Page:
CINCINNATI -- The way Gary Gabbard sees it, protesting is free speech at its finest in a democracy.
Gabbard and his wife own Kitty's Coffee on Court Street, one of many small businesses near the Hamilton County Courthouse. With the upcoming trial of former University of Cincinnati police officer Ray Tensing, most people think everything's going to be just fine, but they're making contingency plans just in case.
"Most protests are going to be peaceful," Gabbard said. "I'm comfortable with protests. I love the idea of it. I'm all about it. So, I expect it to stay peaceful."
Acme Lock and Hardware has been a mainstay on Main Street, in business for 84 years. Dan Monahan said the trial isn't causing a lot of concern, but he'll keep a close eye on things. The store considers its neighbors, business people and police officers as customers, and Monahan wants to be there for them.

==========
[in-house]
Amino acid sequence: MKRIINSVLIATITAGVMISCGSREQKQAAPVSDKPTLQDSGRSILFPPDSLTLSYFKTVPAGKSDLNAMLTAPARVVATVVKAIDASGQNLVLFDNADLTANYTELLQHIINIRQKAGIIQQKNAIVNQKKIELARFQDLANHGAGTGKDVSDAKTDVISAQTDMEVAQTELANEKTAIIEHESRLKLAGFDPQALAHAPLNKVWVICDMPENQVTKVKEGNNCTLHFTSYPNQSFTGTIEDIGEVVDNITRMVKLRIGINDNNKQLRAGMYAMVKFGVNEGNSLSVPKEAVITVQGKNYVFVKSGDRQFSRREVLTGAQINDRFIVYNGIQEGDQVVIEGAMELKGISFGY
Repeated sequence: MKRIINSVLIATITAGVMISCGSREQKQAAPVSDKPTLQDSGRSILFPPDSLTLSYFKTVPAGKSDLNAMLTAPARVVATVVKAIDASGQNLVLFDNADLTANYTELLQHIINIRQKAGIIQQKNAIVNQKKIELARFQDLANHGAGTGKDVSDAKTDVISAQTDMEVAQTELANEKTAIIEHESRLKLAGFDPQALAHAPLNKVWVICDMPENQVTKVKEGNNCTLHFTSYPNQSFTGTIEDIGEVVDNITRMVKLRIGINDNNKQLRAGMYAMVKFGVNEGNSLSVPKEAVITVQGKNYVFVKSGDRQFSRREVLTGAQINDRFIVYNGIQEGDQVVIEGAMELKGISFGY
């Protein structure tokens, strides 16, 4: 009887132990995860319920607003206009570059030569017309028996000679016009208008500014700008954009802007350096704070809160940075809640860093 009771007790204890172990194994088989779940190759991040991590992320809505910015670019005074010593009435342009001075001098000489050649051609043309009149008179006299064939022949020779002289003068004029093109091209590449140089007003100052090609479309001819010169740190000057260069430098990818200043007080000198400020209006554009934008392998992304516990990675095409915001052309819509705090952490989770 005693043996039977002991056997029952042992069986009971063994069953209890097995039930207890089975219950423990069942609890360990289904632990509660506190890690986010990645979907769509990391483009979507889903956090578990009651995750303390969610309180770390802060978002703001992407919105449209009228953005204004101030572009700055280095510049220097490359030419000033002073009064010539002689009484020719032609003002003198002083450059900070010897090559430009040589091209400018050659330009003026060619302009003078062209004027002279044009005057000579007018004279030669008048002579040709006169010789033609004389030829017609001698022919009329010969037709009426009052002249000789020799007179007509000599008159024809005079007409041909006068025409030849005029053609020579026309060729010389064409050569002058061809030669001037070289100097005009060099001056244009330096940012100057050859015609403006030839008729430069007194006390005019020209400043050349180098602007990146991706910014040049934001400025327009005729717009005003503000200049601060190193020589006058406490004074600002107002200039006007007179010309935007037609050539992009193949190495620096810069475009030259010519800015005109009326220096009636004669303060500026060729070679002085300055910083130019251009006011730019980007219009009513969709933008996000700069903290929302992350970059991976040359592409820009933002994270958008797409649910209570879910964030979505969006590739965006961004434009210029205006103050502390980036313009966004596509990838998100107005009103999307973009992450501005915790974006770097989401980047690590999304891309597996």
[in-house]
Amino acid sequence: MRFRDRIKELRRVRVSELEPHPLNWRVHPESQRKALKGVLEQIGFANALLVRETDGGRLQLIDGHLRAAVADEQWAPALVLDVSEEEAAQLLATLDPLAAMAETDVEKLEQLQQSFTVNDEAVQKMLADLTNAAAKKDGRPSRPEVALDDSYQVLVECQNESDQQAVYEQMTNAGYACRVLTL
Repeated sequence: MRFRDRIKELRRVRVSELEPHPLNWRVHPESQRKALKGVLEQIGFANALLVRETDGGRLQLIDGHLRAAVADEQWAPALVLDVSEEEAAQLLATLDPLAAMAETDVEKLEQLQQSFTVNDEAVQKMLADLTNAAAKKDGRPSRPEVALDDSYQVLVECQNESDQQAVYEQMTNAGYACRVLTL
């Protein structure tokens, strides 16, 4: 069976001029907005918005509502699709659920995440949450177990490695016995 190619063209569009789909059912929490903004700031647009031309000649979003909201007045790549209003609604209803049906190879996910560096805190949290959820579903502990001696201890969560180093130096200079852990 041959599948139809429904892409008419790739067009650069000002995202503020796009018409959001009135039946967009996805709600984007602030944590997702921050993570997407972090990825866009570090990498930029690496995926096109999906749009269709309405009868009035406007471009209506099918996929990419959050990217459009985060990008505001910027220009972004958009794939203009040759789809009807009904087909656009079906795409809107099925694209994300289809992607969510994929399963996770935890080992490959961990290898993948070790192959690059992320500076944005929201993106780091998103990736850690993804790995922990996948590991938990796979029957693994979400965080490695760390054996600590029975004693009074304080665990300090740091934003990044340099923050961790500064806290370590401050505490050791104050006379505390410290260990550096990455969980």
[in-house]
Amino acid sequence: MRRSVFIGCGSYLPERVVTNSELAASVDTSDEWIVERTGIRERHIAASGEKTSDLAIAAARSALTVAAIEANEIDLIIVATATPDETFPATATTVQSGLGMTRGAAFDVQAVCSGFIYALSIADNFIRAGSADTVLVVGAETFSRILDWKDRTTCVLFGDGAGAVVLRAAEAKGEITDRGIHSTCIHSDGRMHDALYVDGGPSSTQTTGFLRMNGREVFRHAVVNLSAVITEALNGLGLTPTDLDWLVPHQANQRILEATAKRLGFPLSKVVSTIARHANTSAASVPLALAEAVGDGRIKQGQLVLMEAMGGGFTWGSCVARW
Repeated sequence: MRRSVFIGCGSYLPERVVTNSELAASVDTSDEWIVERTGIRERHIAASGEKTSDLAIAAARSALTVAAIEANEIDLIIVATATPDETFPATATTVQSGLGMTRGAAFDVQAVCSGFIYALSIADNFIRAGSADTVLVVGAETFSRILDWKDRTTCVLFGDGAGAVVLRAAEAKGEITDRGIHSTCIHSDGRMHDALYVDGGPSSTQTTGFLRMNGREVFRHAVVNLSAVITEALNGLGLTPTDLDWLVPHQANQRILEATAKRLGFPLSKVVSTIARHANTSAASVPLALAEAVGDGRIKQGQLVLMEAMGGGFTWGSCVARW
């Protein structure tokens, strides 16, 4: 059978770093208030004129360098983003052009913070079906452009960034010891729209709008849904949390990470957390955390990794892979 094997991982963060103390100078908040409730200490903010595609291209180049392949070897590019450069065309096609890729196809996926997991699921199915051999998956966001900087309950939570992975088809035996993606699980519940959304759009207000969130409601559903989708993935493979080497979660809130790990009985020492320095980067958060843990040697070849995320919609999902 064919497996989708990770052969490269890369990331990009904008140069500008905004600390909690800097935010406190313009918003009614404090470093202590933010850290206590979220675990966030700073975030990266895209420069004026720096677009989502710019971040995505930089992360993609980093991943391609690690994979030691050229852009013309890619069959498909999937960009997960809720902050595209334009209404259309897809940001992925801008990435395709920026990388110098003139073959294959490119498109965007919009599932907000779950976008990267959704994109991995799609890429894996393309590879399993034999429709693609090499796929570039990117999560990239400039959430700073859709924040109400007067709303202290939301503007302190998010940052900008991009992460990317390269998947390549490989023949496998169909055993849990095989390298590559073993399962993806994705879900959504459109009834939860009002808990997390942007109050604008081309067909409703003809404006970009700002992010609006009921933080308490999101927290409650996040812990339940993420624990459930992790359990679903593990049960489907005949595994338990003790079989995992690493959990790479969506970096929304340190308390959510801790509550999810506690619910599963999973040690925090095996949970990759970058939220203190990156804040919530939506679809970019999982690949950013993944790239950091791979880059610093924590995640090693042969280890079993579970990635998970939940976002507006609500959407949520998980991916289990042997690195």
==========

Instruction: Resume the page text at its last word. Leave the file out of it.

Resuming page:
"We're still going to be open for business. Our people will know to be cautious, to be aware of what's going on," Monahan said.
But, he added: "If they start throwing rocks and bricks and garbage cans, sure, we'll lock it up, but absolutely, we'll be cautious."
Contingency plans are also in place at the Hamilton County Administration Building and other county-owned buildings in the Downtown core.